Do you have personal information in your database?
Do you keep files on your customers, your employees, or anyone else?
Do you need to worry about European laws restricting the information you keep?
Do you keep copies of credit card numbers, social security numbers, or other information that might be useful to identity thieves or insurance fraudsters?
Do you deal with medical records or personal secrets?
Most database administrators have some of these worries. Some have all of them. That's why database security is so important.
This new book, Translucent Databases, describes a different attitude toward protecting the information. Most databases provide elaborate control mechanisms for letting the right people in to see the right records. These tools are well-designed and thoroughly tested, but they can only provide so much support. If someone breaks into the operating system itself, all of the data on the hard disk is unveiled. If a clerk, a supervisor, or a system administrator decides to turn traitor, there's nothing anyone can do.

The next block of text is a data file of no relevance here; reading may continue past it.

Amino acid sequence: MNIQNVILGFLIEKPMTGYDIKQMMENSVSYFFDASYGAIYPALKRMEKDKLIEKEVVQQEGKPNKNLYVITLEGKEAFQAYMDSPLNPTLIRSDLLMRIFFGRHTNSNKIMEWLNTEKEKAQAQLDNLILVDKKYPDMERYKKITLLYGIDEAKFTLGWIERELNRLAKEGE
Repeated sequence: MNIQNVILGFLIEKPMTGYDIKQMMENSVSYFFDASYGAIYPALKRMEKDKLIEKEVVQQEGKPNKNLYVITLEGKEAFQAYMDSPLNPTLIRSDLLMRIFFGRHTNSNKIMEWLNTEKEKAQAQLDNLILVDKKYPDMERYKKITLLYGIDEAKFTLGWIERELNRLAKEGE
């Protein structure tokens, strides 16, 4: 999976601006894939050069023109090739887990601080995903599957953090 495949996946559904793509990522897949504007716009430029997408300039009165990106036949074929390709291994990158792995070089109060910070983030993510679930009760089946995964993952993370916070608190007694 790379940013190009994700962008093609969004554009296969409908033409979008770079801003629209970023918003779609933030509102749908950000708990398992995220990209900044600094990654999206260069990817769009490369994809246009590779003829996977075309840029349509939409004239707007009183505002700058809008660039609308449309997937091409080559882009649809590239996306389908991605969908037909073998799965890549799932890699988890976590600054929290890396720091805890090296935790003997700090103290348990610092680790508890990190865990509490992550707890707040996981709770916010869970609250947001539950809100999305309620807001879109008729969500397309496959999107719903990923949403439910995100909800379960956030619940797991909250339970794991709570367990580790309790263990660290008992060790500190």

Translucent databases provide better, deeper protection by scrambling the data with encryption algorithms. The solutions use the minimal amount of encryption to ensure that the database is still functional. In the best applications, the personal and sensitive information is protected but the database still delivers the information.
There's now a second edition of the best selling book about building computer systems that do useful work without holding any useful information. It comes with four new chapters and hundreds of revisions.